Browsing named entities in Comte de Paris, History of the Civil War in America. Vol. 2. (ed. Henry Coppee , LL.D.). You can also browse the collection for Beauregard or search for Beauregard in all documents.

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Comte de Paris, History of the Civil War in America. Vol. 2. (ed. Henry Coppee , LL.D.), Book I:—Richmond. (search)
part of the Confederacy. The conscription law, which was in force, had filled up his cadres, mixing young soldiers with those whom the war had already trained. The scattering system, which had prevailed at first, was abandoned; the garrisons along the coast were reduced to their minimum or entirely suppressed, and most of the troops composing them were sent on to Richmond. A few regiments had been brought from the West, where the operations had lost something of their importance since Beauregard had retired into the interior, leaving Corinth in the hands of Halleck. But it was the co-operation of Jackson that Lee was expecting, in order to change the course of the campaign, and execute the offensive movement for which he was preparing. He counted upon his arrival, just as McClellan relied upon that of McDowell. He was not, however, destined to be the victim of the same deceptions which the commander of the army of the Potomac had to experience. Jackson's return to Richmond w
Comte de Paris, History of the Civil War in America. Vol. 2. (ed. Henry Coppee , LL.D.), Book II:—the naval war. (search)
ad been sent back to New Orleans by order of Beauregard; six river-boats, the Warrior, the Stonewallather to the numbers than to the strength of Beauregard's army. Finally, toward the 2d or 3d of May had elapsed since the battle of Shiloh, and Beauregard had employed this time in forming around Cory answered that they were carrying powder to Beauregard's army. Presently they began the work of deying on his right, took position in front of Beauregard, along Philips Creek. In the centre, Buell causes which decided him to adopt this step, Beauregard adds another reason which is somewhat singul before Corinth. By this westward movement, Beauregard, moreover, exposed himself to the loss of hin, produced a great sensation in the North. Beauregard had the double merit of having postponed thihe Little Rebel, the General Lovell, the General Beauregard, the General Price, the Sumter and the Jsely a year, to the very day and hour, since Beauregard had fired the first cannon-shot against Fort[32 more...]
Comte de Paris, History of the Civil War in America. Vol. 2. (ed. Henry Coppee , LL.D.), Book IV:—Kentucky (search)
around Corinth had been so modified as to admit of their being defended by this small force. This entrenched camp had been constructed in the month of May for Beauregard's army, more than sixty thousand strong; it had then been occupied and extended by the one hundred thousand men under Halleck. Looking upon the fortifications ps as far as the neighborhood of Little Rock, then proceeded eastward, reached the Mississippi at Helena, crossed it, and, as we have stated, joined the army of Beauregard at Corinth a few days after the battle of Shiloh. After his departure there remained but few regular troops of the Confederacy to defend Arkansas, but this Sof the latter river with the Mississippi, opposite the village of Napoleon, lies only a few kilometres lower down. Curtis hoped that Halleck's campaign against Beauregard would open a portion of this stream and its tributaries to the Federal flotilla, and that some friendly vessels would make their appearance in the waters of Whi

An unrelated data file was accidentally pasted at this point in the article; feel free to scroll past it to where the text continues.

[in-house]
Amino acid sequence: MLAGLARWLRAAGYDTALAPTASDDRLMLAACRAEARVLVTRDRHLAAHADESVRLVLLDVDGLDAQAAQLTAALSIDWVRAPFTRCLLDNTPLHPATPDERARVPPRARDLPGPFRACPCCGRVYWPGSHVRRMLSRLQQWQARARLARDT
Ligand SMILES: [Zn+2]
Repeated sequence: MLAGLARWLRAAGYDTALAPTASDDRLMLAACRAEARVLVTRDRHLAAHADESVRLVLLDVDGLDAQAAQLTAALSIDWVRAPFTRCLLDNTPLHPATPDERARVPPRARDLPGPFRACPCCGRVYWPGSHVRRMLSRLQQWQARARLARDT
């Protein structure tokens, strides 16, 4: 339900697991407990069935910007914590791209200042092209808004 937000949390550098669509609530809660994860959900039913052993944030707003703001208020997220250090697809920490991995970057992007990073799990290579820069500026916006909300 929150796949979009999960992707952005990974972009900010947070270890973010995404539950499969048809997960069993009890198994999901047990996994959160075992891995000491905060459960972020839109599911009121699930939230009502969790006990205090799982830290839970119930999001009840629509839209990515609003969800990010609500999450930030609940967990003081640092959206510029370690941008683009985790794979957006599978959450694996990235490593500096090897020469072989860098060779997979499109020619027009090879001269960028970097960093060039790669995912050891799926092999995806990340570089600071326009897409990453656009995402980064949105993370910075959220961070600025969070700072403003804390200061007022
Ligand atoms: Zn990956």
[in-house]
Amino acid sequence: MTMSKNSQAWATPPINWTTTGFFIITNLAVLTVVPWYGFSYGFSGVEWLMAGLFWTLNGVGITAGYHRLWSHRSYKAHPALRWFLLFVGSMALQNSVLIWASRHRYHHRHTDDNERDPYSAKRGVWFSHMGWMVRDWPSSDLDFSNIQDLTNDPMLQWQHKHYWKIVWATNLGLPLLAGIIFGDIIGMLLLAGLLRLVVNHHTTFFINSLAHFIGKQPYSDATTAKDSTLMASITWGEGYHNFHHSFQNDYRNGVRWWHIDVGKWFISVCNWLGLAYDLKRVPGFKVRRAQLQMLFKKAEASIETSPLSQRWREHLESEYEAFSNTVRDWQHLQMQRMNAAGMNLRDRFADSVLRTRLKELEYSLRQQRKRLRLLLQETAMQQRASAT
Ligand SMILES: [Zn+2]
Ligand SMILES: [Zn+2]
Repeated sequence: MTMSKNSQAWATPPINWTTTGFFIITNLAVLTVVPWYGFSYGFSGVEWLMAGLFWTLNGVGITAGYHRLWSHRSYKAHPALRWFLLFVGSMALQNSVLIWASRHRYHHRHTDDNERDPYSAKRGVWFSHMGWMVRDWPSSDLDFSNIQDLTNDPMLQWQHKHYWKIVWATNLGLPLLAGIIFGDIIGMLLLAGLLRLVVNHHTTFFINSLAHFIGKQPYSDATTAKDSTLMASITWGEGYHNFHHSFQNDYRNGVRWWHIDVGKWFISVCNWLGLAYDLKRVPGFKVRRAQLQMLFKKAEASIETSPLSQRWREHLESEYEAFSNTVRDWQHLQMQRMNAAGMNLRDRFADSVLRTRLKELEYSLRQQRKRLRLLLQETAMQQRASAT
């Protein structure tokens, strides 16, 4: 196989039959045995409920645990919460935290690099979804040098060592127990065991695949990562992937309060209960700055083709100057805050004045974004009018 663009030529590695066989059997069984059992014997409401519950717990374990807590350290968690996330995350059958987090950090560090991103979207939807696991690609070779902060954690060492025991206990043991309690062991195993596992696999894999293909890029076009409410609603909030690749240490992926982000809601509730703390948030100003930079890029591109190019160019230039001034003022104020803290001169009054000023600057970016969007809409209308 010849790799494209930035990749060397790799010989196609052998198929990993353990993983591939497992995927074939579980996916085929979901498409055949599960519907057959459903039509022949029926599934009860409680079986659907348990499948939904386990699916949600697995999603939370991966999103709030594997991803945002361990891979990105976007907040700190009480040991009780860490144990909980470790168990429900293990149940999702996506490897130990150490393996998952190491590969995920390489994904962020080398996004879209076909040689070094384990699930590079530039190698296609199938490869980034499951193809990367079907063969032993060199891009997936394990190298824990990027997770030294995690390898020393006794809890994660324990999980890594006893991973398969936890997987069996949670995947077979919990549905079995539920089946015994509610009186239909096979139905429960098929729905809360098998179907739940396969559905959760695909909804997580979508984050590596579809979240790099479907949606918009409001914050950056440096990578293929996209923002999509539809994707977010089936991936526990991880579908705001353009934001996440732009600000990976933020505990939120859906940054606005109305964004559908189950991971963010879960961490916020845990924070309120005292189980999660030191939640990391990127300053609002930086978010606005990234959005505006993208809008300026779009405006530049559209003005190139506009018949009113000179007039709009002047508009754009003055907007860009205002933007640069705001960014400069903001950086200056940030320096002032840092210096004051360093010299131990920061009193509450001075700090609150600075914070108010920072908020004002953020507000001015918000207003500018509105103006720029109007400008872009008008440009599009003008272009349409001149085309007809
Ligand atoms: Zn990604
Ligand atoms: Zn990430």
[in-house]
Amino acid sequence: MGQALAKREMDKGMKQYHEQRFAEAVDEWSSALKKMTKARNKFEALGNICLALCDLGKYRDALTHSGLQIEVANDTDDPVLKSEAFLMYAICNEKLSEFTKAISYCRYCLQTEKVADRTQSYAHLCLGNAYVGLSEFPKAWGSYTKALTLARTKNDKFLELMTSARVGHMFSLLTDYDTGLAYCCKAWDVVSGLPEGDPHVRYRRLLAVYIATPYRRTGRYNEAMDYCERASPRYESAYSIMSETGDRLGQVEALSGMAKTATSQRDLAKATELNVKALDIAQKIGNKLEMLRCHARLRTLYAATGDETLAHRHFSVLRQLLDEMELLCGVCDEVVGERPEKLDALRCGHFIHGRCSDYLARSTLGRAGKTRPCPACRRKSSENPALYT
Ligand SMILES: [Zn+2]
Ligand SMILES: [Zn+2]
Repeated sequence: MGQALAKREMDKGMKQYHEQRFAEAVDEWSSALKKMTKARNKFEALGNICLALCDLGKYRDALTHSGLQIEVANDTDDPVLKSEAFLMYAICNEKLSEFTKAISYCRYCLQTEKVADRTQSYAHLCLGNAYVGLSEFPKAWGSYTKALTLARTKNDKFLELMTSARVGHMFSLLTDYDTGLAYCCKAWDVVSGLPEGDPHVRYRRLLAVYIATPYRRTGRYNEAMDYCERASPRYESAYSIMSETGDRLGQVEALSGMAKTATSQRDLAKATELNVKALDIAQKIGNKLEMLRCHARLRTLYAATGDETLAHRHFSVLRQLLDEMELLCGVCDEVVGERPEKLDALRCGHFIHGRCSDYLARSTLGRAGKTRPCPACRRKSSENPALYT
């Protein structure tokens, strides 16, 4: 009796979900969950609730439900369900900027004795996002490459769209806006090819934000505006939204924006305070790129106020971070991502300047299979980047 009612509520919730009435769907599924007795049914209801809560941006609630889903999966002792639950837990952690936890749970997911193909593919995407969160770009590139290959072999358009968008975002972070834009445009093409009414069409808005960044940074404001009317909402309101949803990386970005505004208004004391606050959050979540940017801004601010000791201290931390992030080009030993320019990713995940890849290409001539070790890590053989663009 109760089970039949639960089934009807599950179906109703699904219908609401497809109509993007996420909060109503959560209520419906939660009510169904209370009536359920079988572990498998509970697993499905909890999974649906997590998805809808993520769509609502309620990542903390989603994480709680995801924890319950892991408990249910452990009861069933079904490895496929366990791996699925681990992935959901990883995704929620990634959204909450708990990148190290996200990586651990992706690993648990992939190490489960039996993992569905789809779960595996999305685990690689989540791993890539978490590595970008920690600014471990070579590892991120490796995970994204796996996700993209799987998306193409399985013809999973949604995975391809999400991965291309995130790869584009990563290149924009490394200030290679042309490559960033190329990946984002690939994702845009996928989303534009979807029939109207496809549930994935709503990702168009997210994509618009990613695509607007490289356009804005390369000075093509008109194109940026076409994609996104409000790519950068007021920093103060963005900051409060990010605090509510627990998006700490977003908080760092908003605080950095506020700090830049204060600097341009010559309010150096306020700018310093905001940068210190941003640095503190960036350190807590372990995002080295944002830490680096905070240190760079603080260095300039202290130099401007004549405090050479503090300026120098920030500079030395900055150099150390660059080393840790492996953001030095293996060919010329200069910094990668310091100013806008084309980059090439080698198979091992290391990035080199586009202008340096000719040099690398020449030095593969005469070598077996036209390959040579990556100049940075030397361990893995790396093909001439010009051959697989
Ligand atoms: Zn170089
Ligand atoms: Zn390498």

Comte de Paris, History of the Civil War in America. Vol. 2. (ed. Henry Coppee , LL.D.), Book VII:—politics. (search)
At three kilometres below the village of Coosawatchie, the tide being low, there was not water enough. He landed his troops on the right bank and proceeded in the direction of the railroad, hoping to be able to reach the great bridge, which he intended to destroy before the enemy had collected sufficient forces to defend it. Whilst his scouts were occupying the track, the whistle of a locomotive announced the approach of a train coming from Charleston. It was a Georgia regiment sent by Beauregard to guard the river crossings. The Federals, who were posted at a short distance, received the Confederates that were crowded in the open cars with a well-sustained fire of musketry. Several of them were wounded. Their leader, Colonel Harrison, was killed at the first discharge; others, astonished by this unexpected attack, jumped out of the cars, most of them being severely injured by the fall; but the train proceeded on its course. It stopped a little farther on to land the troops tha